Humor vs. Dire Straights – Challenging the conventional NGO Approach

Corporations line up to fight wasting water

If we are to understand the global water crisis, we must first ask, “Who uses more water: people, agriculture or food processors?” Secondly, we must know if the problem of lack of safe drinking water for close to a billion people on the planet stems from a lack of awareness of the importance of this issue or a failure to act appropriately.

In a 2011 survey of adults living in the U.S., Dallas-based Shelton Group gave respondents a handful of environmental choices and asked them to choose just one, or they could opt for a million dollars. Thirty-five percent selected making clean water for the world a priority and only 28 percent chose to take the money. The other third of respondents picked other options: stop global warming, save the rainforests, and save the world’s endangered species.

So in the case of the world’s drinking water needs, it’s pretty clear that awareness is quite high, which may be why some non-governmental organizations (NGO, for short) target their donor appeals to this cause.

The result is that campaigns for humanity often employ traditional and social media advertising strategies that depict deplorable situations. But how organizations call attention to a problem of crisis proportion may just be the problem.

USEPA took note of this is partnering with advertising executives in a new campaign that uses humor instead of the guilt approach in an effort to get people to conserve tap water. The “Wasting Water Is Weird” campaign employs “Rip the Drip” as its primary spokesperson. Rip – as in the guy’s a “drip,” a derogatory phrase from the 1950s applied to annoying youth — is definitely not someone you want to discover in your driveway, bathroom or kitchen.

But that’s exactly where “Rip the Drip,” whose attire consists of a so-called “wife-beaters” undershirt and day old(s) facial hair growth, appears in the videos and ads in several 30-second executions initially rolled out on YouTube, and according to trade industry news reports, also to 60-plus TV markets. The premise of the omnipresent nerd in the life of the onscreen average Jane and Joe’s is to be the angry voice inside each of us that says do the opposite of what we’re being asked to do (a very sophisticated read on today’s authority-resistant culture). So, “Rip the Drip” reminds consumers who unthinkingly waste water doing everyday chores, such as letting the faucet run while brushing teeth, to think about their actions. He does this by acknowledging how much he likes wasting water. Offscreen, according to the agency’s storyline, Rip works at a water park, takes long showers, opens fire hydrants for fun, and loves listening to running faucets.

Marketing professionals will tell you that it takes more than awareness of an issue to affect changes in behavior: witness anti-smoking, anti-drug and teen pregnancy campaigns. And Shelton’s own research found that over 60 percent of people already turn off the water when brushing their teeth. So, is the purpose of the videos and ads to remind those already aware of the need for home water conservation or a soft-pitch to the 40 percent who don’t turn off the faucet when brushing their teeth?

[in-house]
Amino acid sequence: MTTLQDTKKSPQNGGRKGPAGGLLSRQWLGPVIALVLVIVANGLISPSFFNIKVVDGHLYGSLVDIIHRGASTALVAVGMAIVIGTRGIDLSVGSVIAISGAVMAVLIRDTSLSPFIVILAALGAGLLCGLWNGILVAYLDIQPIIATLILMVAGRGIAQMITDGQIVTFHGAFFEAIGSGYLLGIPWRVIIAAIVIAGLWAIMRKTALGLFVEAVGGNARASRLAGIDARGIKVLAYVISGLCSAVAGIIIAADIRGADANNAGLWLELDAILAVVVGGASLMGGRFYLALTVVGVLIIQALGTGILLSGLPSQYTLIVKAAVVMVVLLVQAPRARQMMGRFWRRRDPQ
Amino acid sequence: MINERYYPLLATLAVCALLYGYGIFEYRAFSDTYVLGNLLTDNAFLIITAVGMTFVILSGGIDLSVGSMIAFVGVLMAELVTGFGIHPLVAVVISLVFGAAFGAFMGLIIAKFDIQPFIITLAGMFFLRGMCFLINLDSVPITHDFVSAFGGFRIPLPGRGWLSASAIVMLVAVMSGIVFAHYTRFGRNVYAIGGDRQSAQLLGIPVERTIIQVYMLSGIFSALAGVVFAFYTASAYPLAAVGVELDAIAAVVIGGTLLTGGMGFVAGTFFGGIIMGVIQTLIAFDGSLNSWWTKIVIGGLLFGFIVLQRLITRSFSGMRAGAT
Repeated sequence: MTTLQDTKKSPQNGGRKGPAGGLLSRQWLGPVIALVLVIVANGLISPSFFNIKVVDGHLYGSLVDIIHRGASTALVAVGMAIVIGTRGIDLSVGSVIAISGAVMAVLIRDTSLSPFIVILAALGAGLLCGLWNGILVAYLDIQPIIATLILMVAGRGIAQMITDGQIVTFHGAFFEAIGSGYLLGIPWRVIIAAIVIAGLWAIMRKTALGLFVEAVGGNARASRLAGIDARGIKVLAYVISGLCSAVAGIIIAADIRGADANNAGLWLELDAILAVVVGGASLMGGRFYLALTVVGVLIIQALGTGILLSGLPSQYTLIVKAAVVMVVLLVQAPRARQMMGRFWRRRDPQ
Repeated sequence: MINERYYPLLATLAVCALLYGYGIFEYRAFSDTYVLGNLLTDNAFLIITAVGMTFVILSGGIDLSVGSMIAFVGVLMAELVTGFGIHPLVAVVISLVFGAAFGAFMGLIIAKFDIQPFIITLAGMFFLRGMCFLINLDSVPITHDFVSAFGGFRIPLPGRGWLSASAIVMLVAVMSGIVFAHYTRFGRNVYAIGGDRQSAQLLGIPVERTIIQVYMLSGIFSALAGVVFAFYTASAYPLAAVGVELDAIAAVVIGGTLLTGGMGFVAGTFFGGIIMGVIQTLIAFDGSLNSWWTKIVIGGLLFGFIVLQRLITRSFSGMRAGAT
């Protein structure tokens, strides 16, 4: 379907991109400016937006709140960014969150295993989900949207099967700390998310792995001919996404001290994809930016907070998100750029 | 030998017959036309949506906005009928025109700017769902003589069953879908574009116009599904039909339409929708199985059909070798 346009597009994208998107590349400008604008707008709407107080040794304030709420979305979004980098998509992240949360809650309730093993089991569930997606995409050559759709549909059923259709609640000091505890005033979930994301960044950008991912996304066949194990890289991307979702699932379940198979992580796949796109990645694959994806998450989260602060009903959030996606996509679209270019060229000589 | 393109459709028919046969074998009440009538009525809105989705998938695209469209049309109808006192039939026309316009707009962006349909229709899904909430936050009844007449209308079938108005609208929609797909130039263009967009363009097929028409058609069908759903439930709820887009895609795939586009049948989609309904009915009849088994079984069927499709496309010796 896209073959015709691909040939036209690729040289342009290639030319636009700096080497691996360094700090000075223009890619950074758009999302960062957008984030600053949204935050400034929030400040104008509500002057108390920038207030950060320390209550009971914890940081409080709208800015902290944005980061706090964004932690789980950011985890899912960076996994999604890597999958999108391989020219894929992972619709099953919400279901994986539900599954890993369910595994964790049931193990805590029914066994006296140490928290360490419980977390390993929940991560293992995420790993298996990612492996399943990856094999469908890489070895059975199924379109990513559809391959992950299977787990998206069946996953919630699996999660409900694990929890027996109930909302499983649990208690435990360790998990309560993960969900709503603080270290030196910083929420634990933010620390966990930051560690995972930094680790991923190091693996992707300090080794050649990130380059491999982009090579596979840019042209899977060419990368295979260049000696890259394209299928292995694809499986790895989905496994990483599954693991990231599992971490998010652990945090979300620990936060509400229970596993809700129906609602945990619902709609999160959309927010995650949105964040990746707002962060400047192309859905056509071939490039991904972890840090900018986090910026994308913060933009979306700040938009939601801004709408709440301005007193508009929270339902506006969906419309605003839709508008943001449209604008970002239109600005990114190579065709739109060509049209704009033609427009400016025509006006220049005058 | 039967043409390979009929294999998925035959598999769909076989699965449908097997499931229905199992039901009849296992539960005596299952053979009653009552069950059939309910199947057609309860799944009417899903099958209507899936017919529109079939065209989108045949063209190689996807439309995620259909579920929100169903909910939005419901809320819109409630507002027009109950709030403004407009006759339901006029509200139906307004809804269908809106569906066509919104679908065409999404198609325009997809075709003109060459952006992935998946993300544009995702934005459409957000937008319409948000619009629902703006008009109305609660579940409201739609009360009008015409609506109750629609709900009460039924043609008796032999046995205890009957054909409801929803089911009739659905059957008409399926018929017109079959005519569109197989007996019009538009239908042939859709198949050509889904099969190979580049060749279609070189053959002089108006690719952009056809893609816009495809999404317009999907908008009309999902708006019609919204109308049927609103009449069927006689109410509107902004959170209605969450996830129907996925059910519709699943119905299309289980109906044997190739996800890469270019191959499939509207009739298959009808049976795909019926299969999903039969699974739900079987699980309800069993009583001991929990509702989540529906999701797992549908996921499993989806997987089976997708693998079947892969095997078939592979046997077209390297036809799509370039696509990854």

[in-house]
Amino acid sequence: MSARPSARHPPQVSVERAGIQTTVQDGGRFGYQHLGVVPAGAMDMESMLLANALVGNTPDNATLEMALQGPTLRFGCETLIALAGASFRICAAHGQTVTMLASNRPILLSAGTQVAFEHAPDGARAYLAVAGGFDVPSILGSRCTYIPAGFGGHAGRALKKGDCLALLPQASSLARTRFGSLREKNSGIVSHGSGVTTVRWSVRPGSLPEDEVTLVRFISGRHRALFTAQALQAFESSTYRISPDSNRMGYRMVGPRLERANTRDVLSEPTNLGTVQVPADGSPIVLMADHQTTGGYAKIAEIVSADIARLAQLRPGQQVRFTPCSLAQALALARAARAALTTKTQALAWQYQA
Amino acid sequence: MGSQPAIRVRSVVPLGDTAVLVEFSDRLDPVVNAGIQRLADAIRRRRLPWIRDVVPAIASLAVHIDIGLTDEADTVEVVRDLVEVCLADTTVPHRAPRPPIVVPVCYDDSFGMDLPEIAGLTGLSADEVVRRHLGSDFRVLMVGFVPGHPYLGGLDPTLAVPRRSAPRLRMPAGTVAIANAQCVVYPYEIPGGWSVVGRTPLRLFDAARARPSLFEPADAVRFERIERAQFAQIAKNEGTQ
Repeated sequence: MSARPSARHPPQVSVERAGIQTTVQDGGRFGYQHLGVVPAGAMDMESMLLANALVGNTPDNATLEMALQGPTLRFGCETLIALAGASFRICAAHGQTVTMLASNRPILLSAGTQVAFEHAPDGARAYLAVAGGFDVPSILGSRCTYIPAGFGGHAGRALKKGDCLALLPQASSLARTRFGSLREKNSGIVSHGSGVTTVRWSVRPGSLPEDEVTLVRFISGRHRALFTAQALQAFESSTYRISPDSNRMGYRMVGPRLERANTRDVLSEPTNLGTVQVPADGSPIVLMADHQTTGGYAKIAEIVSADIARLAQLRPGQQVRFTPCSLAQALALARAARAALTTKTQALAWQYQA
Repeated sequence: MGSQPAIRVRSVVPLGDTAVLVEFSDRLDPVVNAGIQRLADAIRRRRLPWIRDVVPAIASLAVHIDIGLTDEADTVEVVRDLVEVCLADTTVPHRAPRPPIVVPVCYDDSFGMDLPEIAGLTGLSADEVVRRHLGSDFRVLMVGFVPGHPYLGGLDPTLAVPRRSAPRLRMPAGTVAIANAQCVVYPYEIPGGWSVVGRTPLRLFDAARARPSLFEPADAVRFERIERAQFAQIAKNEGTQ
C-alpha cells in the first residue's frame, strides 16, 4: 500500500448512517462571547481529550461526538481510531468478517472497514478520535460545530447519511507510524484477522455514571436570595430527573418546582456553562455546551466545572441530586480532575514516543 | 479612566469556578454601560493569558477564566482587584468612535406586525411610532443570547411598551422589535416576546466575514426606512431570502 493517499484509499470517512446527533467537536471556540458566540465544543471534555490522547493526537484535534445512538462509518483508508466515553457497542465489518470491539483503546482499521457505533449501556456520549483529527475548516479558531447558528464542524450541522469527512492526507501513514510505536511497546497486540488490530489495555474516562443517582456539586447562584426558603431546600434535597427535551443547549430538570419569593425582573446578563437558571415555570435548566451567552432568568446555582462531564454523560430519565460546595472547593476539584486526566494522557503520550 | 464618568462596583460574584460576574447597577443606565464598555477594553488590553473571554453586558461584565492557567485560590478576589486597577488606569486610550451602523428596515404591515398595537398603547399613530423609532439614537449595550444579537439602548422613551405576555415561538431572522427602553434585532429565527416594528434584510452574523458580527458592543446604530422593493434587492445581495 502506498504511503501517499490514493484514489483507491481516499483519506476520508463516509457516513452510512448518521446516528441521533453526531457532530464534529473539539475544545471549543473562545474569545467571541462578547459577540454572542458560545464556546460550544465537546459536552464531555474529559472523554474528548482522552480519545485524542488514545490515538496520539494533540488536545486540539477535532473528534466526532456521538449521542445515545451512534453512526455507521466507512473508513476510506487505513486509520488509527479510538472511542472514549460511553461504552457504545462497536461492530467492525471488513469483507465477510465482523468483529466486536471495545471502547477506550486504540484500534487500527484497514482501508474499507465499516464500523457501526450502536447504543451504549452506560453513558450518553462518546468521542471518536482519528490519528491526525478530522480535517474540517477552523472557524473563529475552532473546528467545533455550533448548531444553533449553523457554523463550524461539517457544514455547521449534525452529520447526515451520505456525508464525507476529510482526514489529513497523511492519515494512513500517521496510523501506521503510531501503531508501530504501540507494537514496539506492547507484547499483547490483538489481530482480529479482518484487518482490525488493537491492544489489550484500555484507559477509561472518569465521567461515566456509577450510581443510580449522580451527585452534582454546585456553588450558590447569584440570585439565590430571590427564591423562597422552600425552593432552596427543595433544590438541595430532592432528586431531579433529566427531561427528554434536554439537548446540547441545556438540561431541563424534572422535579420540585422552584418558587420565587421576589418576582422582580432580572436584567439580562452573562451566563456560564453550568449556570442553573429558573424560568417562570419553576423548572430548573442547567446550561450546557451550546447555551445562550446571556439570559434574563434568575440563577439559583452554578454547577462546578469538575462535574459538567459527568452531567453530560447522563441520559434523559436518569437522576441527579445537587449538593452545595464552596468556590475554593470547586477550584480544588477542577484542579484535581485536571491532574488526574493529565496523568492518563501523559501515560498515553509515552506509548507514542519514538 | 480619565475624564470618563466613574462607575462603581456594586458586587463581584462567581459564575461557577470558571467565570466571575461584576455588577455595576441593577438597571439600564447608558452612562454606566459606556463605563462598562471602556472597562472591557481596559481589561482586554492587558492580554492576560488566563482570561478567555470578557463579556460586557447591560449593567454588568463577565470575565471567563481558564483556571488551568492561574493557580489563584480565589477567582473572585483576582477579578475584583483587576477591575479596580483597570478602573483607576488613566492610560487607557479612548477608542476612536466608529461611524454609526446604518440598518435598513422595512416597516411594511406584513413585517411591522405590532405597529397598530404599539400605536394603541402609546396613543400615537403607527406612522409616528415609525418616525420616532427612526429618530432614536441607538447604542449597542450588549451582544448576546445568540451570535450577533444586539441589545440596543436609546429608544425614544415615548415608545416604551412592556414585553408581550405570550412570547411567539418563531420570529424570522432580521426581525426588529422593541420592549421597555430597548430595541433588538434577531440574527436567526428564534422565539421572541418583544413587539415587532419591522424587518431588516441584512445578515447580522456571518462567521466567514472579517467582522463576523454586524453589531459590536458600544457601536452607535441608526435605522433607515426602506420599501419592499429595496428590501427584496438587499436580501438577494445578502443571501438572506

It’s True: You Know the Value of Water When The Well Runs Dry

And what about the  take-away message that, “The moment using water becomes wasting water, it gets weird?” In fact, there is nothing weird about wasting water. Just ask folks in Georgia and Texas where real water crises have occurred in recent years. But true to the day, in an effort to engage like-minded consumers, the website links to social media.

Sponsors looking to make water saving part of their corporate social responsibility program include Bosch home appliances, Kohler, Lowe’s and Procter & Gamble, which underwrote production costs of the video.

But a secondary goal is to build awareness for WaterSense, an EPA program, similar to its Energy Star, that encourages people to choose products that conserve water. While the effort is important, the typical American uses about 99 gallons of water a day for home use. That include showering, washing clothes, bathing, toilet-flushing, cooking, and outdoor watering. But that amount is actually dwarfed by the amount of water used on a daily basis by electrical power plants.

Each day, coal, nuclear and natural gas use almost five times the amount of water used on a daily basis by the 300-plus Americans — combined — including an additional 250 gallons of water per American per day to generate our daily electricity. And by the way, according to a report from the World Business Council for Sustainable Development, it is estimated that 69 percent of worldwide water use is for irrigation, and in many developing nations, irrigation accounts for over 90% of water withdrawn from available sources. (1)

As for food manufacturing, the water used to process food may not ultimately deplete the water coming to your tap, but it may affect another persons water supply. Consider that according to water, it takes 634 gallons (2,400 liters) of water to grow and process and deliver one hamburger to one consumer while the global average water footprint for each kilogram of beef consumed is over 4,000 gallons (15,500 liters) of water.

(1)World Business Council for Sustainable Development “Water Facts & Trends,
version 2” (2009)

About Me

Jonathan Hall is a drinking water advocate. He blogs at and has worked as an independent strategy and social media content consultant.